Although best known for his world atlas, the Theatrum Orbis Terrarum, the Parergon was a project of personal interest and the work that Ortelius himself considered his greatest achievement. He had a deep interest in classical antiquity which spurred him to create the Parergon maps, and the amount of time and detail he put into each map is clearly evident. Ortelius hand drew each map of the Parergon, which required considerable skill and knowledge of the area’s history and geography. It is considered the first historical atlas.
Parergon means supplementary and, accordingly, the first three Parergon maps were published as supplements to the 1579 edition of the Theatrum, which had already been in print for nine years. Over time, successive editions of the Theatrum were supplemented with more Parergon maps, and there are 55 known plates overall. The Parergon was also published as its own atlas separate from the Theatrum on two occasions, once in 1595 and again in 1624.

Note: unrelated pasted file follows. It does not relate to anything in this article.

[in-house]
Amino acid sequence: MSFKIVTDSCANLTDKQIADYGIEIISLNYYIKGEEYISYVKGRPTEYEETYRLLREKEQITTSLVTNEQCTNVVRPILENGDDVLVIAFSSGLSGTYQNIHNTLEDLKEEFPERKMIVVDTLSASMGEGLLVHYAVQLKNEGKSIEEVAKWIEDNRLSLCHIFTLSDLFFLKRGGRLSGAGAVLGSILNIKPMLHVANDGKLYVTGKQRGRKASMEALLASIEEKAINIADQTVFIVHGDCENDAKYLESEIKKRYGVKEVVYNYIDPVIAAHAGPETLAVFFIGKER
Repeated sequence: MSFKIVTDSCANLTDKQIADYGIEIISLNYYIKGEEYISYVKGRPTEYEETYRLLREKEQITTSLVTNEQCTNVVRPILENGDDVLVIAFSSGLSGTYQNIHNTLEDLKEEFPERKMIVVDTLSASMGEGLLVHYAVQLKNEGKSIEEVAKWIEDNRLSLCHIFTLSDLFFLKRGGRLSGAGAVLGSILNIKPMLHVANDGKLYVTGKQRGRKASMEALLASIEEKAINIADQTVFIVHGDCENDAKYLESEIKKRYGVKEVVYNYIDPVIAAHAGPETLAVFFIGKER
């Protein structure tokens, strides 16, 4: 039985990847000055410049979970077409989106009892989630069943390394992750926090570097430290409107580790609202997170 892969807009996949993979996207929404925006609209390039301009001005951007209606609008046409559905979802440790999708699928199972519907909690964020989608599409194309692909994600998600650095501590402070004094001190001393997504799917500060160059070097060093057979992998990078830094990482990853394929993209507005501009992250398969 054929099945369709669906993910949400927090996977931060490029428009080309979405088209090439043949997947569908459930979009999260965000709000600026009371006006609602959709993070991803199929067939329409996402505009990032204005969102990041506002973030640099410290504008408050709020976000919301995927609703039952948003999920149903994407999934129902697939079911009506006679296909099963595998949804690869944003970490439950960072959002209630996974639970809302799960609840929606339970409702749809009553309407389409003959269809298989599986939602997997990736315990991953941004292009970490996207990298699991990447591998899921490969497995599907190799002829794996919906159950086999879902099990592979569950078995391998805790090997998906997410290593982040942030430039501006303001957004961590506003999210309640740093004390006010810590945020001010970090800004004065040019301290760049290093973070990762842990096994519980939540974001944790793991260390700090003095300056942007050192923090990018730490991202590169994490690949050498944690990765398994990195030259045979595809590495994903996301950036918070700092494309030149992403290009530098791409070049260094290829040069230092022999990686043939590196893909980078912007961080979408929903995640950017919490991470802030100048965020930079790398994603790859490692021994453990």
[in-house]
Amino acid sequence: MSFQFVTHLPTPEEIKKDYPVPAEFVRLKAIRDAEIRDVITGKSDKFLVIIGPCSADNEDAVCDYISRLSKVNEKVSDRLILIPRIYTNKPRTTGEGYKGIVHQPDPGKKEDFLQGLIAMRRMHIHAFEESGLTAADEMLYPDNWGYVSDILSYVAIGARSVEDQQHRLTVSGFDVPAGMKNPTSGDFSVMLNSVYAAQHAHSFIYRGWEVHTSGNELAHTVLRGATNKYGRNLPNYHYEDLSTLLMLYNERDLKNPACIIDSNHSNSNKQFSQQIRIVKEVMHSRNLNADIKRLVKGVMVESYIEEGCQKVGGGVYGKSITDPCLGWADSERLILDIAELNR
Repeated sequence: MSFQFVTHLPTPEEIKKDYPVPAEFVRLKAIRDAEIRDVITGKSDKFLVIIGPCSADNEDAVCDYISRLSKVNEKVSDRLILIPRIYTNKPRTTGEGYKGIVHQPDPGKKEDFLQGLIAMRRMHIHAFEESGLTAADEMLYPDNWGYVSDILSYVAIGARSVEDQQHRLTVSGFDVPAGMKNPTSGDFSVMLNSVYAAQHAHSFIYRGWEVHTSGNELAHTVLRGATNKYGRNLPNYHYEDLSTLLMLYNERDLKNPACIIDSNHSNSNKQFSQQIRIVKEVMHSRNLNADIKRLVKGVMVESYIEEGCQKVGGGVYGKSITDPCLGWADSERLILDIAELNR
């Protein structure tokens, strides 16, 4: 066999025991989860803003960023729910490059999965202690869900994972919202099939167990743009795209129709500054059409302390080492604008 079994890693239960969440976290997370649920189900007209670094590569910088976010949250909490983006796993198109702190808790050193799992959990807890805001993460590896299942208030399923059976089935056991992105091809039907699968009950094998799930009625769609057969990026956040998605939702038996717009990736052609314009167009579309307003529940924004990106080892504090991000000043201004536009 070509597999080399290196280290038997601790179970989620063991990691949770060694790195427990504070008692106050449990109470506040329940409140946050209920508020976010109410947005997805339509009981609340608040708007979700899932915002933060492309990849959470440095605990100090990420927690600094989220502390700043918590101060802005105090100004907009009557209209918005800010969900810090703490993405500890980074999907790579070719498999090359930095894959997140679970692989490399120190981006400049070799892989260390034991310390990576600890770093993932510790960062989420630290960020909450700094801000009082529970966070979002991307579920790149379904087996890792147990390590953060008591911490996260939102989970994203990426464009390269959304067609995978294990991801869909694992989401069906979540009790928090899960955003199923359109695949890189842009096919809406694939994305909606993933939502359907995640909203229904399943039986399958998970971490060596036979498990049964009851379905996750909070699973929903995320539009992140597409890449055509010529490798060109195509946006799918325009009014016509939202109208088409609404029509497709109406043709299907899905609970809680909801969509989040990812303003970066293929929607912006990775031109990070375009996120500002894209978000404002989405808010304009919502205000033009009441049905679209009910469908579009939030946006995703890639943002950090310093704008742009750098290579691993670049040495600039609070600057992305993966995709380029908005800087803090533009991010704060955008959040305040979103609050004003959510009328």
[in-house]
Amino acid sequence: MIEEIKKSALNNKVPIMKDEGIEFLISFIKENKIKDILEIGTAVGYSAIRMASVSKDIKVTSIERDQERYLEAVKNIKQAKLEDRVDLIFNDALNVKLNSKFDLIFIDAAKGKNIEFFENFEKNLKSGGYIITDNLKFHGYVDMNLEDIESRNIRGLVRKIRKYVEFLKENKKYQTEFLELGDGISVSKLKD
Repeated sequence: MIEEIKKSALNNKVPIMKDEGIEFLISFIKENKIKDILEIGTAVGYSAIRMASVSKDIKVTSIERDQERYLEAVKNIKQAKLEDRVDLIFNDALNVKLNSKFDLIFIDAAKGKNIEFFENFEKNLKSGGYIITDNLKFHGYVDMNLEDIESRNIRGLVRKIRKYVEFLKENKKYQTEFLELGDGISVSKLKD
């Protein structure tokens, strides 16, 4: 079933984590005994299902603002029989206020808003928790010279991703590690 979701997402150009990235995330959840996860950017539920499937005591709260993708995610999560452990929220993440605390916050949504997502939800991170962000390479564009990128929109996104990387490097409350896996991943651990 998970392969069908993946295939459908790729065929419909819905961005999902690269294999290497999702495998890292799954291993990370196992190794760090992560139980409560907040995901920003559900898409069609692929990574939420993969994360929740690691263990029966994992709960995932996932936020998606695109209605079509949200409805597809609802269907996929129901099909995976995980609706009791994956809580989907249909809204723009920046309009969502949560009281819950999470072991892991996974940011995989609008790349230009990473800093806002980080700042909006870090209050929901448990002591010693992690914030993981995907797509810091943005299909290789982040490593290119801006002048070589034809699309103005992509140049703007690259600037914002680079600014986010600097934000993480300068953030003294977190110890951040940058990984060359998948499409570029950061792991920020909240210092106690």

The Parergon was highly successful both as a supplement to the Theatrum and on its own. It was variously translated into French, German, Italian, and English and regularly printed until 1612. Further editions were more sporadic but still popular, such as the 1624 edition which was published twenty-six years after Ortelius’ death in 1598.
The impressive weaving of myth and history has created a beautiful map, and the level of detail present speaks to Ortelius’ skill as a mapmaker. This map would be a valuable addition to a collection of Italian or Mediterranean maps, Ortelius maps, or maps of classical antiquity.